I love the Academy Awards and last year I realized how few of the “Best Picture” winners I’d actually seen. So I made it a goal to see all 83 winners and blog my thoughts about them along the way.

Why did it win? Should another movie have won instead? Has it become a beloved classic or do many of you not even recognize the title? I invite you, my friends and guests, to comment along with me. Do you agree/disagree? I should be fair and place a SPOLIER ALERT on this blog since I’ll be writing about various parts of the movie. So read at your own risk…

I have often told people that I have movie amnesia… I can see a movie and forget all about it years later. So for that reason, I am re-watching the 27 I’ve seen before. That said, if no one visits or reads my blog and I basically perform the online equivalent of talking to a brick wall, that’s fine; if for nothing else, it’ll be my own reminder. Enjoy!

And the Oscar goes to…


Friday, April 1, 2011

Annie Hall, 1977











Rated PG

Happy Golden Anniversary Academy Awards! This year’s Best Picture went to director/writer/actor Woody Allen’s semi-autobiographical “Annie Hall”. This movie is a light romantic-comedy which is very rare among winners of this award. I can’t say that I’m a big fan of Woody Allen. I’m sure most would agree he’s kind of a cooky character. Having said that, I guess I haven’t really given him a chance. This is only my second Allen film; I’ve also seen “Vicky Christina Barcelona” (and enjoyed it alright). I enjoyed this one too, alright.

The story is about the totally neurotic Jewish New York comedian, Alvy Singer (Woody Allen). He falls in (and out and in and out of) love with the insecure “singer”, Annie Hall (Diane Keaton). The movie has a documentary/narrative-type structure which was a breakthrough style at this time (and became something Allen referred back to several other times). It reminded me of the first season of “Sex and the City” when Carrie turns to the camera to explain things to the viewers (without anyone else in the shot aware). Many flashbacks to Singer’s childhood or previous relationships helped you to further understand his neuroses.

Woody Allen is the king of one-liners (that usually end with a question mark). There were quite a few times I laughed out loud (while sitting by myself). I can’t say I was a huge fan of his character though (or should I say, him, since it’s semi-autobiographical?) I think he was acting more like a woman than I do with the constant talking, questioning, and over-analyzing. Sometimes I just wanted to slap him… which then had me apropos over-analyze myself. Touché Allen!

This movie is full of big-name actors (evident in its movie poster), some in very small roles: Shelley Duvall, Jeff Goldblum (he had one line!), and Christopher Walken, among others. I even recognized the woman who plays Marilla Cuthbert in “Anne of Green Gables” as Annie’s mother.

I’m not sure why the movie was titled, “Annie Hall”. Obviously, I understand that she was the lead actress and Alvy’s main love interest; but since the story revolved around him, why couldn’t it be named, “Alvy Singer”? She DID dictate fashion for some years after the movie came out… Anyway, this movie was up against “The Goodbye Girl”, “Julia”, “Star Wars”, and “The Turning Point”. Yep, read that short list of nominees again… I would have put my money on one obvious winner that year. Apparently, others were surprised as well that the major blockbuster hit and highest grossing film that year did not take home the coveted award. I’m still looking for a good explanation. Looking at the other pictures that came out that year, I think there may have been a couple of other snubs for nominations: “Close Encounters of the Third Kind” and “Saturday Night Fever”.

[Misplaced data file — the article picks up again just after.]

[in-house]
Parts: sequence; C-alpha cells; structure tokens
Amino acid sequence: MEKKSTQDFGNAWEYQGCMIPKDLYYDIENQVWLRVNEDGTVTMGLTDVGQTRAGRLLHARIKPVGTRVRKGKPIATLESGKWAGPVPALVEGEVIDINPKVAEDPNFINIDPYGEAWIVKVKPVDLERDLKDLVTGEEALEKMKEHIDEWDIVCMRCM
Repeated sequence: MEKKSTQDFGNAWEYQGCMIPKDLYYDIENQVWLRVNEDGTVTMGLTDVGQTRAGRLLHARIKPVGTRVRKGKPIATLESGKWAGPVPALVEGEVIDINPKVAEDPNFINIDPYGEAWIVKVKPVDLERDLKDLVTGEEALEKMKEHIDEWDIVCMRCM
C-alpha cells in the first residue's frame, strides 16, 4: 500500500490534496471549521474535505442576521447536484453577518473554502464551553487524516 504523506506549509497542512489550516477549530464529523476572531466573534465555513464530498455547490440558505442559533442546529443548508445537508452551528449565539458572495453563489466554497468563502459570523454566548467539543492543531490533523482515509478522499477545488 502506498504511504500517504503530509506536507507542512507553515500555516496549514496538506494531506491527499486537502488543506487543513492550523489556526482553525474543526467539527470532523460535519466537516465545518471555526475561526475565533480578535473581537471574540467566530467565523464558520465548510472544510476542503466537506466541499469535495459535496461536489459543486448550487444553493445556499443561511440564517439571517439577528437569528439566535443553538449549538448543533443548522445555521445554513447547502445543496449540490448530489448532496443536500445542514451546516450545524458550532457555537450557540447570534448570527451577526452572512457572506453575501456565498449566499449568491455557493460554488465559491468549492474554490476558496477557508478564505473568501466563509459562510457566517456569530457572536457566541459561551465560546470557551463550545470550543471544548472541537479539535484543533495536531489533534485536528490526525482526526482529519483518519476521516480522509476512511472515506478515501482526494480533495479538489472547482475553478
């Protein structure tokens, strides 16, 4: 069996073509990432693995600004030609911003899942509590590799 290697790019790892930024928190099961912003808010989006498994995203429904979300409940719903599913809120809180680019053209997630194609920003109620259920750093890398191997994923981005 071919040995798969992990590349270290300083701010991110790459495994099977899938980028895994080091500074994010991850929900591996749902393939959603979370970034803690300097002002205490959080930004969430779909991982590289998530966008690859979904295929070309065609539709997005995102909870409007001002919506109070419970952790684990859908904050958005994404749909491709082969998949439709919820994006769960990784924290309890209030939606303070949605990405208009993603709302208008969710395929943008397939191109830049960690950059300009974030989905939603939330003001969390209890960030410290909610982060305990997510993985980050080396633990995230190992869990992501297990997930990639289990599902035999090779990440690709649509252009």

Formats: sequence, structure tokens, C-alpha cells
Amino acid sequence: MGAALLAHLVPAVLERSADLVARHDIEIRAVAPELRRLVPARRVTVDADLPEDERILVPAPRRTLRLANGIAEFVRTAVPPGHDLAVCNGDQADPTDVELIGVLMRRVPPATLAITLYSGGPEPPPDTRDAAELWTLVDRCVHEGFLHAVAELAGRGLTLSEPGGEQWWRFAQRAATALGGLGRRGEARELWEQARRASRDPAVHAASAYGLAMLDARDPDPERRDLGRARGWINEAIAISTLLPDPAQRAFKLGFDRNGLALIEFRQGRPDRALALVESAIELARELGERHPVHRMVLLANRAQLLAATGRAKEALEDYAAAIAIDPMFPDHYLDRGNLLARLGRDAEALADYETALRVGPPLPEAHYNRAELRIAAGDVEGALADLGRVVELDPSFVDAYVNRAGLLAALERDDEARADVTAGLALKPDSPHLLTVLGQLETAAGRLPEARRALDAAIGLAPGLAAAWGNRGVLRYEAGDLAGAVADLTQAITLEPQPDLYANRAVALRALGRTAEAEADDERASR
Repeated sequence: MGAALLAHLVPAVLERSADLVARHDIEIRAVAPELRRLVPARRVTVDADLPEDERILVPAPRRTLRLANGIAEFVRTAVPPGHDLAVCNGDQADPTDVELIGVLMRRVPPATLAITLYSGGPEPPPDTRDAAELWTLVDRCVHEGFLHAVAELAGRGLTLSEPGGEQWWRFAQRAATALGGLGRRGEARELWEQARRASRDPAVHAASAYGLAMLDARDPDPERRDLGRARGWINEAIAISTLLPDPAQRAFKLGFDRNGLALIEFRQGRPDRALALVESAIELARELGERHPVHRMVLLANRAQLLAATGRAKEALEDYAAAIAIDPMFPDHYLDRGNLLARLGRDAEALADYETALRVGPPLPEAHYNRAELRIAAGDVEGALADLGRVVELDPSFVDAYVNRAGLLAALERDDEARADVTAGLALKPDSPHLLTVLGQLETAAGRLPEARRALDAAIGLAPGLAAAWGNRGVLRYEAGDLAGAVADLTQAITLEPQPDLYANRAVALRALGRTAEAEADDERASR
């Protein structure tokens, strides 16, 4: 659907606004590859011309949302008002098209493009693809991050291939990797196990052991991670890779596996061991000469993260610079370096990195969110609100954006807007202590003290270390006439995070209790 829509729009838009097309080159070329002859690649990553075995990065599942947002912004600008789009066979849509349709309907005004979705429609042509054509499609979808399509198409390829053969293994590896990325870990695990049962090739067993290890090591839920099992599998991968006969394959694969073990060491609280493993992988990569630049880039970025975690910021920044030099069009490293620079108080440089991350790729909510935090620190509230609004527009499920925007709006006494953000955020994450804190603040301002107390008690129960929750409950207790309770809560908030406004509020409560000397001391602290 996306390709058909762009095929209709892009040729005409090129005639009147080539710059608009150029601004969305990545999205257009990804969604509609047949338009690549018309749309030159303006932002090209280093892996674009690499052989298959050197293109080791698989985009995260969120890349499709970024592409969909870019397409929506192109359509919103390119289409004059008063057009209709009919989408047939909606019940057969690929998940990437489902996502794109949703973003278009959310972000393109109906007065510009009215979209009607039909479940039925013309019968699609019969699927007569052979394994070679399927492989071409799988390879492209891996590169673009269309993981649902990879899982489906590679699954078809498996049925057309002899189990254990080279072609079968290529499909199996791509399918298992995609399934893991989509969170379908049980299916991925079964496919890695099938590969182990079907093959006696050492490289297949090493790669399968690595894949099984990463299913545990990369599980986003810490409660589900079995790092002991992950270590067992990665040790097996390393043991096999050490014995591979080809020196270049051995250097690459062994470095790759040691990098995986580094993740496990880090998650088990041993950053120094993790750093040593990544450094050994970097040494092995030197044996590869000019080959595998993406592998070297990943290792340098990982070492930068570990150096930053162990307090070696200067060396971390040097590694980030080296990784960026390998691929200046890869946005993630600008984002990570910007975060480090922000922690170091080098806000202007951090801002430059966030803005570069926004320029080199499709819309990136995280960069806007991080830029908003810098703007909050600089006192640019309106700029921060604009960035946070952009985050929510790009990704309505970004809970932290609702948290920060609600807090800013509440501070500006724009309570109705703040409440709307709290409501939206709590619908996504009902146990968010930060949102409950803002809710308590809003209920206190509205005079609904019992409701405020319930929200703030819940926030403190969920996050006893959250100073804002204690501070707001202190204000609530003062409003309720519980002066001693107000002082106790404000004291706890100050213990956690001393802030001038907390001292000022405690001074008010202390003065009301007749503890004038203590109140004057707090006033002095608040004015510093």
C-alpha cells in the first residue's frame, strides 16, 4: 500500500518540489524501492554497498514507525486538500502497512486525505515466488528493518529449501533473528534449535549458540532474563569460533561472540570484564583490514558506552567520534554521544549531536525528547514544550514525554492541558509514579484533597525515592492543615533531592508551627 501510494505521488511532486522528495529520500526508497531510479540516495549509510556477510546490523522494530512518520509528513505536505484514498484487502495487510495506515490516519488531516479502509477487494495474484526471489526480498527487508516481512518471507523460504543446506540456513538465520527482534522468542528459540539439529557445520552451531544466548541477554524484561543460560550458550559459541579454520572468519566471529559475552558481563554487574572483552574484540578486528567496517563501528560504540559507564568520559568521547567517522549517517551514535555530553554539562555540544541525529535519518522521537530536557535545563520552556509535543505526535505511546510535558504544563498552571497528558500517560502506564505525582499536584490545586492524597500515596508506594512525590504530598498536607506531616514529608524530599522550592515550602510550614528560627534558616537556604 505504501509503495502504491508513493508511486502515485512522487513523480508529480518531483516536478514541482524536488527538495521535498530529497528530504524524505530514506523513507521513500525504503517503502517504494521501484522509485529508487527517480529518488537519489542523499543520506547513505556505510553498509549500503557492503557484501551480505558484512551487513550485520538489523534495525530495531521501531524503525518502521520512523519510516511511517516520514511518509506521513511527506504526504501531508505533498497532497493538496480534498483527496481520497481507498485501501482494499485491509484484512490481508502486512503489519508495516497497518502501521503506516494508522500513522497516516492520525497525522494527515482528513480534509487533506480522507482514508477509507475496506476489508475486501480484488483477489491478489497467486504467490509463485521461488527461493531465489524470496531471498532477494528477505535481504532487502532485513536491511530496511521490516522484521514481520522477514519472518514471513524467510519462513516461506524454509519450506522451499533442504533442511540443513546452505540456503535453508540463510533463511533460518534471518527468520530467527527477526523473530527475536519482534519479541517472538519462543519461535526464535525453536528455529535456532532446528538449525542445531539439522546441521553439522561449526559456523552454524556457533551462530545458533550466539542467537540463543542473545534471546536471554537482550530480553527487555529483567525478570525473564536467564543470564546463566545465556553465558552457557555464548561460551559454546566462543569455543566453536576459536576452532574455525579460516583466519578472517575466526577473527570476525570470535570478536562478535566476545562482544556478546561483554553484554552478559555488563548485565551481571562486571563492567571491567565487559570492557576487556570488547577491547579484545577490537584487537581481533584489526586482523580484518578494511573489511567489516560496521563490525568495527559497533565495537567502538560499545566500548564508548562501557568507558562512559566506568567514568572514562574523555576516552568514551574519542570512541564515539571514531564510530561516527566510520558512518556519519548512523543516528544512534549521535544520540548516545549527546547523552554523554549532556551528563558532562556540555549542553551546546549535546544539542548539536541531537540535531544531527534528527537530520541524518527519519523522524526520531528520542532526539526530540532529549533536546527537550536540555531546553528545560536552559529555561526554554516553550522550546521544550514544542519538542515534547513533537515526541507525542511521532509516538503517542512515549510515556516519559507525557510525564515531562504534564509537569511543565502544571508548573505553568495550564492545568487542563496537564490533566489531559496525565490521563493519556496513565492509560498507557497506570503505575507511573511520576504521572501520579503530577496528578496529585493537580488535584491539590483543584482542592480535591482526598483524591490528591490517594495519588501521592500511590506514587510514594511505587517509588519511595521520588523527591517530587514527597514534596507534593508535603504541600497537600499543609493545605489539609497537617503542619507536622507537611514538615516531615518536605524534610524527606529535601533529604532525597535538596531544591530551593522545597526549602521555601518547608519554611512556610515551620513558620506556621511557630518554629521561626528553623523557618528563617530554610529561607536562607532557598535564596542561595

Woody Allen won for Best Director but not Best Actor, which supposedly was a big shock. He didn’t even attend the award ceremony though, so I think he was a little nonchalant about it all. In fact, he’s only shown up once to the Awards ceremony and that was to talk about his affection for New York after 9/11.

FAVORITE SCENES:

I didn’t really have a favorite scene in this movie, but there was one that I thought was particularly funny. It’s a split-scene with both Annie Hall and Alvy Singer on their respective shrink’s couches. Their psychiatrists ask, “Do you have sex often?” He responds with “Hardly Ever! Maybe 3 times a week” and she replies with, “Constantly! I’d say like 3 times a week”. Yep, sounds about right.



I also thought this line was cute: “Love is too weak a word for what I feel - I luuurve you, I loave you, I luff you, two F's.” It even found its way onto a poster I found online…


LESSON LEARNED:

Every couple’s relationship has its ups and downs. It’s not proper etiquette to air one’s dirty laundry, so most couples won’t let you know when they’re in a tough spot. Some may, however, if they need support or guidance from good friends. Along the same lines, I believe it’s not healthy to compare yourselves to other couples; what “works” for some, may not work for others.

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